Matthew's Foray into Blogging

Monday, September 05, 2005

Justice William Hubbs Rehnquist

Among Supreme Court Justices, there are not any members of the Nation’s highest court whom I despise or whom I favor above the others. I regard with equally high esteem any individual who serves on the United States Supreme Court. I do enjoy reading Justice Benjamin Cardozo’s opinions, though. I likewise revered Justice Rehnquist merely because he was a Supreme Court Justice.

Justice William H. Rehnquist was rather conservative. “Conservative” in the case of Justice Rehnquist definitely meant reluctant to accept change. He was a strong defender of states’ rights, which, by itself, does not entail that one leans to the far right. However, Justice Rehnquist voted consistently against affirmative action; he opposed desegregation, dissenting in cases upholding the use of busing to integrate public schools, and was the sole dissenter in a case that upheld the federal government’s policy of denying a tax deduction for Bob Jones University because of its racist policies. Justice Rehnquist opposed increased rights for women and immigrants. He argued against the notion that the Constitution demands separation between church and state. These positions cannot have a sound basis in the Constitution. Rather, these views represented the status quo.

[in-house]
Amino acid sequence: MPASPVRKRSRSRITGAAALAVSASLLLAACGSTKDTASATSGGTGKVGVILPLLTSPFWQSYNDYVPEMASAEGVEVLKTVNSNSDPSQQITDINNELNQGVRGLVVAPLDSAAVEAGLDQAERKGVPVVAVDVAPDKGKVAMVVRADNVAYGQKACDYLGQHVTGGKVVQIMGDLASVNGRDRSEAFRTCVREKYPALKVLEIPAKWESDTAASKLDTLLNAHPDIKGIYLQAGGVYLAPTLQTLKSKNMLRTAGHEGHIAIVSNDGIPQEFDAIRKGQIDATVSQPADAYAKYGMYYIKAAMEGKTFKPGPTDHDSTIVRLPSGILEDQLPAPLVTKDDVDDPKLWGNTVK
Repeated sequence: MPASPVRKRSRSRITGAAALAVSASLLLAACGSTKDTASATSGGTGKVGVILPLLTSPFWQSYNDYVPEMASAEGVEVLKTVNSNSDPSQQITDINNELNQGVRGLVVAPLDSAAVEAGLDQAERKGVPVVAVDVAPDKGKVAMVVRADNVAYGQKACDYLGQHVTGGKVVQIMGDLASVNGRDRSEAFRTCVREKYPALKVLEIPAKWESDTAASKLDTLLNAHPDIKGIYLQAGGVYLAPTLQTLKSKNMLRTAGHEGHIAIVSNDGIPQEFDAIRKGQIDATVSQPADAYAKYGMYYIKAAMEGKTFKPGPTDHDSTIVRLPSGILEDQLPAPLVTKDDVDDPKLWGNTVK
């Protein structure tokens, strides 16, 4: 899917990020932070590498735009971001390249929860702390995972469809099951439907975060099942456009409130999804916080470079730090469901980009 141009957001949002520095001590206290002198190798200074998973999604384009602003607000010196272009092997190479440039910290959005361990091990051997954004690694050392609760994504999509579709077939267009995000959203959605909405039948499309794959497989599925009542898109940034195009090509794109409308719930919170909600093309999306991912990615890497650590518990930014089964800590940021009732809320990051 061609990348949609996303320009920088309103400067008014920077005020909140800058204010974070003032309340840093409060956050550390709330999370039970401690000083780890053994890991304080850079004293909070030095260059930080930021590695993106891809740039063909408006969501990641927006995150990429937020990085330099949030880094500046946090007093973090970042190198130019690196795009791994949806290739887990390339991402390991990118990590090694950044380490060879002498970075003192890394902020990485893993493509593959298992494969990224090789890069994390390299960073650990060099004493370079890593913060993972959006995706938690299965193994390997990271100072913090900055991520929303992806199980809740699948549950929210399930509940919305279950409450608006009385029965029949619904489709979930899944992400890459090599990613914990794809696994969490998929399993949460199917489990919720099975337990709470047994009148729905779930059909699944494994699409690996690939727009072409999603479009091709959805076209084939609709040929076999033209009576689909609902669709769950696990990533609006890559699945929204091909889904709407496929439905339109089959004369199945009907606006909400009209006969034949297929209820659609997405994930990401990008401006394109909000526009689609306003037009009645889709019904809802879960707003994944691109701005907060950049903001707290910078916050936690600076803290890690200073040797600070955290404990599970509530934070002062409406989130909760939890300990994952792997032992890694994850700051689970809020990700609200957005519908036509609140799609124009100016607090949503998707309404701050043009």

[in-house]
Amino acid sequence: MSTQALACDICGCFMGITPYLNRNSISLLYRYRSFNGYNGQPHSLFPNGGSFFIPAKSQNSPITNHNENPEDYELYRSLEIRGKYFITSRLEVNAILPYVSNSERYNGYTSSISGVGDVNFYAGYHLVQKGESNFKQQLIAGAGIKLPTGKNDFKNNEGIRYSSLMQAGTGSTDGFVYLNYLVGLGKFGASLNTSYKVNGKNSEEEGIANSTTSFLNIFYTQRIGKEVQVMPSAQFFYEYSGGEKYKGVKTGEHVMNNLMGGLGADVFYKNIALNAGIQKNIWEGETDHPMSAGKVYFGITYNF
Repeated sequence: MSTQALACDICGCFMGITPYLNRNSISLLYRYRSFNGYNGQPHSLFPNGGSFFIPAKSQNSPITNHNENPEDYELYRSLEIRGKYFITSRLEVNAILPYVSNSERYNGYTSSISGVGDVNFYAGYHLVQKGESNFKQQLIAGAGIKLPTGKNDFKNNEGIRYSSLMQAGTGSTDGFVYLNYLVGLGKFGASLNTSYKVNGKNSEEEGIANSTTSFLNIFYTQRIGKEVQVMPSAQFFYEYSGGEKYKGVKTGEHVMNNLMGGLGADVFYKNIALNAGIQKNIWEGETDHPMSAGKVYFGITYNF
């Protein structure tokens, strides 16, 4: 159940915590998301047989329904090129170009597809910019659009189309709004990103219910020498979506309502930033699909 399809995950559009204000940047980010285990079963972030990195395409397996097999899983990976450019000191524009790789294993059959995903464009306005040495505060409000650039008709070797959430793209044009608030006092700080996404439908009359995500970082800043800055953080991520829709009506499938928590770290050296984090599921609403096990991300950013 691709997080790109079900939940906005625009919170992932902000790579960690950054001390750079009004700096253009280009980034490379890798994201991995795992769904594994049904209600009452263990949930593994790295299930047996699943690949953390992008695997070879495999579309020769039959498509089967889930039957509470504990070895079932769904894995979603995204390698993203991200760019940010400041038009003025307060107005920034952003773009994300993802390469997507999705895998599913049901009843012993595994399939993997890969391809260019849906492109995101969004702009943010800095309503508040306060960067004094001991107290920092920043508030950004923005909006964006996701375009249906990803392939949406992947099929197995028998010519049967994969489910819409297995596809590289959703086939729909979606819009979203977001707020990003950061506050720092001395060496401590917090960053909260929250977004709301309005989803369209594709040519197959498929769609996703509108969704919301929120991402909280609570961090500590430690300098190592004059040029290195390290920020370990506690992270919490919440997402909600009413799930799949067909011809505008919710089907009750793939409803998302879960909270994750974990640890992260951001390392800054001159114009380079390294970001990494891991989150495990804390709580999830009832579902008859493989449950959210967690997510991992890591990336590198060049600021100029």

Justice Rehnquist is described as brilliant and as having possessed a superior intellect and an “iron grip on precedent and case law,” according to James Swanson, a legal scholar at the Heritage Foundation’s Center for Legal and Judicial Studies. Justice Rehnquist was blessed with a “dazzling intellect,” said Herman Schwartz, an American University law professor. To people who knew him, Justice Rehnquist was “charming.”

2 Comments:

  • I read in Bob Woodward's book "The Brethren" that Rehnquist would take the time to learn the names of the people who worked in the Supreme Court building when the other justices wouldn't necessarily do this. People like security guards and cleaning personnel.

    I admired that.

    By Blogger Thomas, at 12:24 PM, September 05, 2005  

  • I go to the extra trouble of making sure everyone knows my name. I thought about having my name monogrammed on all my shirts but I prefer just yelling at people.

    By Blogger hal the brown, at 8:40 AM, September 06, 2005  

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